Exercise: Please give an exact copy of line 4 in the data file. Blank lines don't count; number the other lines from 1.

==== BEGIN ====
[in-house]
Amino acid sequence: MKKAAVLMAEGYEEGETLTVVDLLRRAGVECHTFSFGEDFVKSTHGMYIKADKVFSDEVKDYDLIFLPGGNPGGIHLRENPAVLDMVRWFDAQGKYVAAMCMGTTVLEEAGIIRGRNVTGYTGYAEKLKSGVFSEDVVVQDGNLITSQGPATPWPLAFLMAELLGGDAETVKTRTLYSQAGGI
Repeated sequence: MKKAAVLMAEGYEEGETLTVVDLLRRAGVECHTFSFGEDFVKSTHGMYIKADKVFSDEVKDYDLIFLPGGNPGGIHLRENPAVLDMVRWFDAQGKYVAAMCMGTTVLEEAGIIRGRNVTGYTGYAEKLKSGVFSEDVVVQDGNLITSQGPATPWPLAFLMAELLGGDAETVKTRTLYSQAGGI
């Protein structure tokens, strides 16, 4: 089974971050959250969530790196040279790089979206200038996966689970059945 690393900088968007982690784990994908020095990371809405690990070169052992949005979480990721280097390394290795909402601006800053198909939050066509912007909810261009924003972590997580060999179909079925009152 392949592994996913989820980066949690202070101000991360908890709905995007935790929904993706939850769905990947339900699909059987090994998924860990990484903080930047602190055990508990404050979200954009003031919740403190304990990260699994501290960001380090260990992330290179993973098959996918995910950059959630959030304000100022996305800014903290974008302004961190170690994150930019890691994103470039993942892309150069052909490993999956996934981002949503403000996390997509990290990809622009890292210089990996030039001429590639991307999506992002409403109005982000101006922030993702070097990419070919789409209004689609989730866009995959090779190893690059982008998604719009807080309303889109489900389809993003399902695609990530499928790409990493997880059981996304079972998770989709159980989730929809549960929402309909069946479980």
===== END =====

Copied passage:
């Protein structure tokens, strides 16, 4: 089974971050959250969530790196040279790089979206200038996966689970059945 690393900088968007982690784990994908020095990371809405690990070169052992949005979480990721280097390394290795909402601006800053198909939050066509912007909810261009924003972590997580060999179909079925009152 392949592994996913989820980066949690202070101000991360908890709905995007935790929904993706939850769905990947339900699909059987090994998924860990990484903080930047602190055990508990404050979200954009003031919740403190304990990260699994501290960001380090260990992330290179993973098959996918995910950059959630959030304000100022996305800014903290974008302004961190170690994150930019890691994103470039993942892309150069052909490993999956996934981002949503403000996390997509990290990809622009890292210089990996030039001429590639991307999506992002409403109005982000101006922030993702070097990419070919789409209004689609989730866009995959090779190893690059982008998604719009807080309303889109489900389809993003399902695609990530499928790409990493997880059981996304079972998770989709159980989730929809549960929402309909069946479980």